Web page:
Science (not politics) should drive recovery of species – October 2020

Readers of my column will see a column from time to time expressing how the current Endangered Species Act (ESA) needs some work.  For those of you who have read these columns and are tired of hearing about how the ESA doesn’t work you may want to stop reading now because I’m going to talk about another example of how the current ESA needs some changes.

For those of you interested in the grizzly bear issue, you probably saw how a judge in the 9th Circuit ruled that the Fish and Wildlife Service cannot delist the grizzly bear in the Yellowstone Ecosystem.  The delisting decision was challenged by the environmental community and some tribes.  The state of Wyoming, the US Justice Department, and several ag organizations, including WyFB, appealed this decision to the 9th Circuit Court of Appeals and to no-one’s surprise the original decision was upheld.

When the grizzly bear was listed as an endangered species, the Fish & Wildlife created a recovery plan which was developed by wildlife scientists.  The plan called for around 500 or so grizzly bears in the Yellowstone area before they would be considered recovered.  One of those details that haunts natural resource managers is how do you count something like grizzly bears?  Since grizzly bears can’t be rounded up and run down a chute so we can count them, a computer model was developed by wildlife professionals.  The idea is to take information that could be obtained and use it to estimate how many grizzly bears there are on the landscape.  Like most computer models, it isn’t exact.  Wildlife professionals have for some time felt that the model used to estimate grizzly bear numbers probably underestimated their numbers.  Of course, as time and techniques improved it was inevitable that a new model would be developed that would give a better estimate of how many grizzly bears were wandering around the country.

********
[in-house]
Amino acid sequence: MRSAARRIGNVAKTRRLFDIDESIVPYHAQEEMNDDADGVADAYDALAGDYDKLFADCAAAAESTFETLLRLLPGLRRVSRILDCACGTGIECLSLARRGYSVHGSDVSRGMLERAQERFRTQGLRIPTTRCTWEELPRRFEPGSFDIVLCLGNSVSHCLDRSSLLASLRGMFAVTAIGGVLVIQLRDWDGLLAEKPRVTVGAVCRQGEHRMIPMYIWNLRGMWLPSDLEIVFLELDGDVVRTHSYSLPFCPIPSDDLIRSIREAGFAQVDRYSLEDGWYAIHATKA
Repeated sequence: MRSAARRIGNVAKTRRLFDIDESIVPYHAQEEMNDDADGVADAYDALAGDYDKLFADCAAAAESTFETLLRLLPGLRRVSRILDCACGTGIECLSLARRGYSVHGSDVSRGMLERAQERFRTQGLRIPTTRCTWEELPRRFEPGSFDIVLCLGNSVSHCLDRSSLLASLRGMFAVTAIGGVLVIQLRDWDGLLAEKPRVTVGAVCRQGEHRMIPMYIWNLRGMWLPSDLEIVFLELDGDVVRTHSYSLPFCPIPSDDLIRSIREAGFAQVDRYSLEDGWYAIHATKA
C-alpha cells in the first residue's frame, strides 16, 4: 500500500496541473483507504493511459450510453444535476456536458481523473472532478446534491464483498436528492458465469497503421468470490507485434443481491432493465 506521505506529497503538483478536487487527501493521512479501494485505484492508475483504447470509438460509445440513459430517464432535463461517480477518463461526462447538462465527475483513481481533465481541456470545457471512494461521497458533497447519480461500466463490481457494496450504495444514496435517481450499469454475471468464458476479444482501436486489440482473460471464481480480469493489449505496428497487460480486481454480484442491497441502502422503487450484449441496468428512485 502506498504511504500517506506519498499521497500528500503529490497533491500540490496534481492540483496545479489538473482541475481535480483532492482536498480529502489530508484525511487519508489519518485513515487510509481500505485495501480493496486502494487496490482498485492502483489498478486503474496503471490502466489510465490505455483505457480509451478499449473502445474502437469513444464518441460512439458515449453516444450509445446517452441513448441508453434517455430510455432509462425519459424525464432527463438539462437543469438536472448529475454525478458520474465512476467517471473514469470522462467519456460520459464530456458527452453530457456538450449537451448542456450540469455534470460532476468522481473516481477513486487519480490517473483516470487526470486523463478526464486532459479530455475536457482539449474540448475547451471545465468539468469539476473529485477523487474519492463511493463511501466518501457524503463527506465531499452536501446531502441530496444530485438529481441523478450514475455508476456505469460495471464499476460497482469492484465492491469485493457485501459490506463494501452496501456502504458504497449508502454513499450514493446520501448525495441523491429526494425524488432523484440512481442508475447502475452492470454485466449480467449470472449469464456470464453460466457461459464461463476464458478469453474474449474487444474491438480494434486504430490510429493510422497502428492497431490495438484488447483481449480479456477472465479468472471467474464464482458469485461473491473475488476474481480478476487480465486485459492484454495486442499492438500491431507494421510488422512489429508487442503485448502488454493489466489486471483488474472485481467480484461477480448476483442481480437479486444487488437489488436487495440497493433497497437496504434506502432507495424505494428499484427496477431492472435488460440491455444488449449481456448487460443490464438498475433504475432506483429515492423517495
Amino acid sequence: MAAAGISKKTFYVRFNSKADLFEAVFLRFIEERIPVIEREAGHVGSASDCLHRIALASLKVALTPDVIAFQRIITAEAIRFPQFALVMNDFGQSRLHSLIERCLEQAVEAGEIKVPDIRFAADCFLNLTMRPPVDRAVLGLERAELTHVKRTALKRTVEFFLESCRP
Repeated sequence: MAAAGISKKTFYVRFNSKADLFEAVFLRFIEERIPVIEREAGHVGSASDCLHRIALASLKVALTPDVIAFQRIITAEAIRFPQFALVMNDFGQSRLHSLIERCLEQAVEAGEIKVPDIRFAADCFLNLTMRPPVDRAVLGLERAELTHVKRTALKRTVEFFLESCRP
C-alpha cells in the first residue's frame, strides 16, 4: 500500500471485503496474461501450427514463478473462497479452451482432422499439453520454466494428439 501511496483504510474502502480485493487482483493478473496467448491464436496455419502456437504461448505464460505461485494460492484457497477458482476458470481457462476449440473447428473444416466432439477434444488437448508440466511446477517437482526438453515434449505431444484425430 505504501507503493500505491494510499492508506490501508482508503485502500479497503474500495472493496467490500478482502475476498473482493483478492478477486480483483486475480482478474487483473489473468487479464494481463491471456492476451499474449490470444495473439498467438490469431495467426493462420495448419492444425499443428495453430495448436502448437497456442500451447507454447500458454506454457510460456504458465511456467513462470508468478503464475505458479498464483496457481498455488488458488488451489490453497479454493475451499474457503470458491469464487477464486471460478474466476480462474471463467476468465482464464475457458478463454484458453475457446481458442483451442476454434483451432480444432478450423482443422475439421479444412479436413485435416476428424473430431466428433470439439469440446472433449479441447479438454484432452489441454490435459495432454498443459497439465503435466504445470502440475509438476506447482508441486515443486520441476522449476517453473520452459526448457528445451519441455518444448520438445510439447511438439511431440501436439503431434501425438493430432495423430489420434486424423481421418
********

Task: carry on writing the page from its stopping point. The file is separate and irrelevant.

Therein lies one of the opportunities for a legal challenge.  The new model for estimating grizzly bear numbers results in more grizzly bears than the old model.  You would think that this would make folks who are concerned about grizzly bears happy.  And to some degree I suppose they are, but instead of supporting the Fish & Wildlife Service’s decision to delist grizzly bears, they challenged the agency.  At the heart of the computer model challenge is that if you have a more accurate model that results in more grizzly bears they feel the number for recovery should also be increased.  It’s an argument that eludes me.  If I need 100 head of replacement heifers every year and I get a low count on my cows one day but a month later I get a more accurate count, it doesn’t change the fact that I still need 100 head of replacement heifers.

If scientists say you need 500 grizzly bears running around the area to feel confident there would be enough grizzly bears 10 years or 50 years from now, how does counting them better change that number?  This makes sense to most people but unfortunately when one can find the “right” judge, logic goes out the window and we are left with a species which scientifically has met the recovery goal, but a judge won’t let them be delisted.

That is why the ESA needs changed.  We in Wyoming have seen the same thing happen to wolves and now grizzly bears.  Whether anything ever gets done with ESA amendments is questionable, but the statute becomes more and more tarnished when citizens see that science doesn’t drive recovery under the ESA but politics does.

By Ken Hamilton, Wyoming Farm Bureau Federation Executive Vice President

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